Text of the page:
; market analysis should illustrate your industry and knowledge and should back up the value proposition. Quoting facts and figures is important but more crucial to hammering home value began in the Executive Summary and briefly mentioned in the company description, is locating a niche market which can be served immediately and concluding the market analysis with capture strategies. How will you get customers and parlay them into repeat buyers?
Organization & Management
; oh boy! This section is among the most controversial topics among business plan experts. We will avoid technical speak and simply state this – in this section, include ‘who does what’ in your organization and should a Board of Directors play a key role, what does each offer to further brand goals? Simple enough?
Service and/or Product Lines
; this section describes products and services in a clear and concise manner. An area most newbies struggle with is describing, not so much what the product is, but how it benefits end-users (customers). If current clients and customers exist, it is best to mention this along with any sales achieved to date and repeating it in the Marketing and Sales section (next). Having a great management team as well as outstanding product and service ideas is OK but existing sales is king! From hard won experience we say this; weak areas of any business plan may be over-looked by investors if earnings are in place.
Marketing and Sales
; primarily highlights all marketing and sales funnel strategies. Marketing is best described as ‘creating a customer base to achieve long-term business viability’. As with the business plan, marketing plans are ever evolving documents and should be re-evaluated often. What ‘often’ means for your business is industry specific but what is true, universally, is your business is either ‘racing towards the top or racing towards the bottom’. Nothing more drives that direction than marketing!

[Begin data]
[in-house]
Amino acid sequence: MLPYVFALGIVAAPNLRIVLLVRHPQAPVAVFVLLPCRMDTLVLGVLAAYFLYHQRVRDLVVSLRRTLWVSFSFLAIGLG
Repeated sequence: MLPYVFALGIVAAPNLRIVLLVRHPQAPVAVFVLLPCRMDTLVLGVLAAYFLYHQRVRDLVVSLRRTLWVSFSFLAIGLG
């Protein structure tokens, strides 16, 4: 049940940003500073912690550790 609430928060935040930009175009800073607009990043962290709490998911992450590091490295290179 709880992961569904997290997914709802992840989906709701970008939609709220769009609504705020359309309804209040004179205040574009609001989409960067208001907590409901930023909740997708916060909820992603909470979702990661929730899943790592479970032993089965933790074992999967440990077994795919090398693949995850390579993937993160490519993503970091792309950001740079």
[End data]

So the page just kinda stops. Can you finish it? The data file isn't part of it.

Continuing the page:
; financial projections are a direct result of an earlier part of your business plan – market analysis. Should income currently exist, base projections off of historical data and always build in future revenue growth. If there is one general rule of effective financial statements, it is this; more revenue and less expense. Most investors (creditors) will require historical data (back five years is best) or pro forma projections of the same length.
Financial Commitment Requests
(aka – request for funding); funding requests should include current requirements, five year projection of support need, use of fund details, current debt obligations as well as other key areas. Most importantly – this section should justify ever other area of your business plan. Even with current sales in place, submitted financials will be scrutinized more than any other area of the plan. It is a sure bet if rejected for funding, your financial statements created more questions than it answered so take your time preparing them!
Other sections could be added but the point is well made by now. Before submitting your business plan to anyone outside your organization, allow a third party to review, challenge and give honest feedback.